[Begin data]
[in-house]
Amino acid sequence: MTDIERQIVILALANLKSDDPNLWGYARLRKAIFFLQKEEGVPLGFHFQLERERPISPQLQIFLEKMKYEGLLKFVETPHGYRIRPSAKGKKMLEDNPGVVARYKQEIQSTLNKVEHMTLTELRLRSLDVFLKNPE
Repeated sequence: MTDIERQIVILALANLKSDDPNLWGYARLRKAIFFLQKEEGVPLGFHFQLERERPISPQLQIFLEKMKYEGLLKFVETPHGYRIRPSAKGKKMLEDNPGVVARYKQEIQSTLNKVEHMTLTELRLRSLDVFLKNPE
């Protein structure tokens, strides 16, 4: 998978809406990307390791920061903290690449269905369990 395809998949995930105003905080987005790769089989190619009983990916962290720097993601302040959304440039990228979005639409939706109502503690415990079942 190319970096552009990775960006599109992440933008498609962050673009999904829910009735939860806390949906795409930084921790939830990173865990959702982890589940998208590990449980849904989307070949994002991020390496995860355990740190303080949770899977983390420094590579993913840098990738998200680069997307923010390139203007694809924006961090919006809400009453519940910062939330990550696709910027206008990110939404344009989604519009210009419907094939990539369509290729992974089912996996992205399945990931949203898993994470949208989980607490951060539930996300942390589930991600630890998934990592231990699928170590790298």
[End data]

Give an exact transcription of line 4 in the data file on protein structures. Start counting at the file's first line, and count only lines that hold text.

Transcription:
């Protein structure tokens, strides 16, 4: 998978809406990307390791920061903290690449269905369990 395809998949995930105003905080987005790769089989190619009983990916962290720097993601302040959304440039990228979005639409939706109502503690415990079942 190319970096552009990775960006599109992440933008498609962050673009999904829910009735939860806390949906795409930084921790939830990173865990959702982890589940998208590990449980849904989307070949994002991020390496995860355990740190303080949770899977983390420094590579993913840098990738998200680069997307923010390139203007694809924006961090919006809400009453519940910062939330990550696709910027206008990110939404344009989604519009210009419907094939990539369509290729992974089912996996992205399945990931949203898993994470949208989980607490951060539930996300942390589930991600630890998934990592231990699928170590790298």